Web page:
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The balancing act

Submitted by Corey Vanderwouw, MPT, 04/15/2019

A balancing act requires the actor to adjust, harmonize, readjust and attune to various activities at once to create a delicate harmony of a situation. Staying balanced in your body is much the same in that there are multiple actions and reactions happening at once throughout our many various joints for even the simplest of movements. We keep the act up, so that we may remain upright and safe from bruises, fractures or other injury.

We are created with three intricate systems which we use to physically balance ourselves. One system, located within the inner ear, is the vestibular system. This system gives us information regarding motion, equilibrium and spatial orientation. We also rely on our eyesight for balance. Have you noticed that balancing on one leg is more difficult with your eyes closed? Our eyes tell us how we are oriented relative to other objects, including buildings, trees and the ground.

The third system is called the proprioceptive system, or proprioception. This sensory system has its origins in our muscles and joints and are sensitive to stretch or pressure. The sensory nerves communicate with our brains to tell us how our joints are oriented so that we may respond with movement as needed. For instance, proprioceptive input from our ankles and feet indicate the movement or “sway” relative to the ground. If we sway, our brains receive the message quickly and respond quickly with a corrective movement.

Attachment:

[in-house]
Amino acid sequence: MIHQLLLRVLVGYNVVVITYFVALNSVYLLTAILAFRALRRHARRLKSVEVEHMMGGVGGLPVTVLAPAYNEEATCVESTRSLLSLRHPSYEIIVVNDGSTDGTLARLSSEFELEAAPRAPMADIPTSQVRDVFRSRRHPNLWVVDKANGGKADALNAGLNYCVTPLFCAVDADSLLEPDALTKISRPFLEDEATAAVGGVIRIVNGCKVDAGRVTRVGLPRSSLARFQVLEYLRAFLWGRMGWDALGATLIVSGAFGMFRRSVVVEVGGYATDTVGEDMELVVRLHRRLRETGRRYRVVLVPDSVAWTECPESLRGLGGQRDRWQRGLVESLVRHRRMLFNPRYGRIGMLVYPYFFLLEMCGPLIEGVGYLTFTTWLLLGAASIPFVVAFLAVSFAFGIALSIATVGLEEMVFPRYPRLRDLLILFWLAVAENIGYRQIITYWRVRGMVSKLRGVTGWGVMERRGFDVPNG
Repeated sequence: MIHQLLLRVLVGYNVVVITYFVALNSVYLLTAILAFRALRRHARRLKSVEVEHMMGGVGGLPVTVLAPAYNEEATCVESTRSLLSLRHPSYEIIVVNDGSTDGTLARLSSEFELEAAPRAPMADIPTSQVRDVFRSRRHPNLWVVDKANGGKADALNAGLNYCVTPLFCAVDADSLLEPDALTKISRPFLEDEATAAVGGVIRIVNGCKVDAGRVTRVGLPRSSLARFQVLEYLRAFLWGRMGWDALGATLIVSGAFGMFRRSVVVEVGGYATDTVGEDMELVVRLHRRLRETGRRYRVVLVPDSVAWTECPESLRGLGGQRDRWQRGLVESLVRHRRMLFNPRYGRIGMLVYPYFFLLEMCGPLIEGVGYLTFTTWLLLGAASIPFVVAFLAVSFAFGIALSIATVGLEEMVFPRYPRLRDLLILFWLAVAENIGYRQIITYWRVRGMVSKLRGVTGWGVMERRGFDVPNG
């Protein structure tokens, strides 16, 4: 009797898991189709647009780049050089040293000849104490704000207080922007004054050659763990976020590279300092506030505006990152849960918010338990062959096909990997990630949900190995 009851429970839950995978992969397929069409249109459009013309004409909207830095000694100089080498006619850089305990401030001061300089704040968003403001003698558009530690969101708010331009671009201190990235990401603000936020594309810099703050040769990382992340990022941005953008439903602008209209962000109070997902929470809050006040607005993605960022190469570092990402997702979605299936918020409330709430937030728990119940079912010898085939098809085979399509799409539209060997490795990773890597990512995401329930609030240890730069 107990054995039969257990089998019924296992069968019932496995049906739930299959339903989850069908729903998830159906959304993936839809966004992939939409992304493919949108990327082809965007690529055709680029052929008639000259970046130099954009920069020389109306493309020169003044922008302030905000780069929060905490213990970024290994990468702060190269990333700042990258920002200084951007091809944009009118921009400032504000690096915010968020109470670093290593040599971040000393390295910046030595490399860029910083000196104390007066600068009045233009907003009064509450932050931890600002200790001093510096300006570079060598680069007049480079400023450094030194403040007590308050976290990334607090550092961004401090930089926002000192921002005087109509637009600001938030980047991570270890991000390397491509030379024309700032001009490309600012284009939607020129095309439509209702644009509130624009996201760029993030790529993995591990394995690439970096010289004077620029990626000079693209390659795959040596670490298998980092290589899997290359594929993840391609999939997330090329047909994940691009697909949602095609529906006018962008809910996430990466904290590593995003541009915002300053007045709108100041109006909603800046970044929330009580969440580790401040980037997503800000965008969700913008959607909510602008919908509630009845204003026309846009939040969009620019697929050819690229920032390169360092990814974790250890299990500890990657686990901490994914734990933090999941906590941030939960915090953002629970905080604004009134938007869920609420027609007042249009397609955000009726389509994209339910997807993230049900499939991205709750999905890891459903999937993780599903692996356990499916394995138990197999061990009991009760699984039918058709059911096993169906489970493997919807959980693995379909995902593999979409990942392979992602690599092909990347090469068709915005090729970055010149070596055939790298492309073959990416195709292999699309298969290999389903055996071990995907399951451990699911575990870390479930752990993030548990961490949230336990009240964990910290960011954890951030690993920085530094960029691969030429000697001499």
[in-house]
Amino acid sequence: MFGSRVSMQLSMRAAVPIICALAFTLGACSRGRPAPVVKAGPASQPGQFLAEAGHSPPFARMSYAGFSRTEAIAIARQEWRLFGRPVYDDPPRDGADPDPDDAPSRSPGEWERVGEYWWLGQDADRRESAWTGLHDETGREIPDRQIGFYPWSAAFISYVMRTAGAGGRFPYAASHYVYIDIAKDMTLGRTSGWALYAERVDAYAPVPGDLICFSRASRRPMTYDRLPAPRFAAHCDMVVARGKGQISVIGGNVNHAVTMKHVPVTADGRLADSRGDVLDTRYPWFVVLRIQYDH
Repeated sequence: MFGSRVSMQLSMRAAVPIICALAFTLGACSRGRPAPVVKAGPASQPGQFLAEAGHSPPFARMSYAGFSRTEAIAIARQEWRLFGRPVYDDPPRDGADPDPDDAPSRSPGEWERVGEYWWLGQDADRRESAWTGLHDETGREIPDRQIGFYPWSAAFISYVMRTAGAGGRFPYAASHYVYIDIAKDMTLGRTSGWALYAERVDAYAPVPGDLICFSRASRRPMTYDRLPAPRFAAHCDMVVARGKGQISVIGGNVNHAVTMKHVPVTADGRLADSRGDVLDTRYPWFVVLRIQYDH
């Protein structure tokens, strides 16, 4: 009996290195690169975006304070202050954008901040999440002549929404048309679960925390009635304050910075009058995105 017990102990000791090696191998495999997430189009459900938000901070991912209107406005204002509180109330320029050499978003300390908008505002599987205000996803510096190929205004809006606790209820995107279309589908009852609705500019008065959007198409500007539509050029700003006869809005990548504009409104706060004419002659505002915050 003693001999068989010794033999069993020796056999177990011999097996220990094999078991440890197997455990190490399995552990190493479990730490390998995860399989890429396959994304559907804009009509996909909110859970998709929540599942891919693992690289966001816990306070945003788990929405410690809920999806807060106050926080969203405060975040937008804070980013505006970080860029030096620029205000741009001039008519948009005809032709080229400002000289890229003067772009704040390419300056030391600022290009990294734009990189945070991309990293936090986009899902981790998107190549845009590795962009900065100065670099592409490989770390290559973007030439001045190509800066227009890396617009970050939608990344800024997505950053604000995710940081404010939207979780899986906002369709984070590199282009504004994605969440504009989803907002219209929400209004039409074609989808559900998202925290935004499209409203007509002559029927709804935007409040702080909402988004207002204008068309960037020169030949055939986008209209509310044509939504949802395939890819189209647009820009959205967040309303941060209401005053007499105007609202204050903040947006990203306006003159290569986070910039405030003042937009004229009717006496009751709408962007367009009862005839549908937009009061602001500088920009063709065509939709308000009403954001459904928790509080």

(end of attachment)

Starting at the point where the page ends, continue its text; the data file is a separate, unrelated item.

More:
Most of us grew up testing and challenging our balance with games and sports. It was fun. As we challenged our balance systems, they continued to improve. There was not much to consider unless another person pushed us, if we found ourselves on a slippery surface, or were surprised on unstable ground. At some point in our lives, many of us stop moving so much and our proprioception systems become diminished.

How is your balance? There are indicators that your balance may not be as sharp as it could be. These things can include signs like feeling unsteady, holding onto objects or walls while walking, or having a history of falls. It may be that one specific joint feels unstable. Other signs can be less obvious and include keeping your feet close to the ground when you walk (called shuffling) or it could manifest as simply seeming to be accident-prone. Proprioceptive ability is also affected by orthopedic injuries, and by neurological conditions. Balance problems may also be due to medication, or specific medical conditions, so checking with your doctor is advisable.

Improving your personal balancing act can not only give you more stability, it can become a source of great enjoyment. Activities that many people love are great for working the proprioceptive system. These activities include, but are not limited to Tai Chi, golf, dancing, hiking and other outdoor activities.

There are also balance exercises that you can do at home, or you can go to a gym for strengthening exercises or exercise classes. You can ask for individualized exercises by your doctor, physical therapist or personal trainer. By tuning in and practicing your balance, you can empower yourself and your improve your ability to adjust, harmonize, readjust, and attune to the activities of life, and move in harmony.


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